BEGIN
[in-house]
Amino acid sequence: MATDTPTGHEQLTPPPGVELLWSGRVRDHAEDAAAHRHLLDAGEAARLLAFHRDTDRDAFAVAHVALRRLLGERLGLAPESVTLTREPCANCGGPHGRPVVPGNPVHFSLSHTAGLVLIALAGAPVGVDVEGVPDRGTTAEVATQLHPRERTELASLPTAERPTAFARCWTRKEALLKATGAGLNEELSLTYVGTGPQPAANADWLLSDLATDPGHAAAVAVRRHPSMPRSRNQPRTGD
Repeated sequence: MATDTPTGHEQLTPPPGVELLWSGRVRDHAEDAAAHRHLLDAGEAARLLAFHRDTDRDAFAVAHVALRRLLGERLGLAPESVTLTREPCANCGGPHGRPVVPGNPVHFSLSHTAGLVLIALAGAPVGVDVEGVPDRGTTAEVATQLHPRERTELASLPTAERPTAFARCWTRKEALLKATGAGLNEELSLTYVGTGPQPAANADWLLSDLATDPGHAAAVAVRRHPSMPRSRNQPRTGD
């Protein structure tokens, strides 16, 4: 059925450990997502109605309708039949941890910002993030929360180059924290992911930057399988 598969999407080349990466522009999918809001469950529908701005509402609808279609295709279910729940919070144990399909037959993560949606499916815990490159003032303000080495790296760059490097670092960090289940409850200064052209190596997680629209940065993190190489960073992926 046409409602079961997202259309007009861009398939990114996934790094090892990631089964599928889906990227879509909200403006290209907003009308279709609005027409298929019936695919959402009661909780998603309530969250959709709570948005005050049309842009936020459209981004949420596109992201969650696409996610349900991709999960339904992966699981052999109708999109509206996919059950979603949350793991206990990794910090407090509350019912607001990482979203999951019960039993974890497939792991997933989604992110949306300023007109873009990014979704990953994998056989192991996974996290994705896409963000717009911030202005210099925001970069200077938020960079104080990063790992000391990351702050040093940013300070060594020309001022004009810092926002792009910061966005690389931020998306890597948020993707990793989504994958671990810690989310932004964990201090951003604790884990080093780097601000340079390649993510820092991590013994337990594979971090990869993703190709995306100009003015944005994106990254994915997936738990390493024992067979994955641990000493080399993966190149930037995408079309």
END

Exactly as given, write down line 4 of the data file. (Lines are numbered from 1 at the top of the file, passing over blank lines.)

């Protein structure tokens, strides 16, 4: 059925450990997502109605309708039949941890910002993030929360180059924290992911930057399988 598969999407080349990466522009999918809001469950529908701005509402609808279609295709279910729940919070144990399909037959993560949606499916815990490159003032303000080495790296760059490097670092960090289940409850200064052209190596997680629209940065993190190489960073992926 046409409602079961997202259309007009861009398939990114996934790094090892990631089964599928889906990227879509909200403006290209907003009308279709609005027409298929019936695919959402009661909780998603309530969250959709709570948005005050049309842009936020459209981004949420596109992201969650696409996610349900991709999960339904992966699981052999109708999109509206996919059950979603949350793991206990990794910090407090509350019912607001990482979203999951019960039993974890497939792991997933989604992110949306300023007109873009990014979704990953994998056989192991996974996290994705896409963000717009911030202005210099925001970069200077938020960079104080990063790992000391990351702050040093940013300070060594020309001022004009810092926002792009910061966005690389931020998306890597948020993707990793989504994958671990810690989310932004964990201090951003604790884990080093780097601000340079390649993510820092991590013994337990594979971090990869993703190709995306100009003015944005994106990254994915997936738990390493024992067979994955641990000493080399993966190149930037995408079309």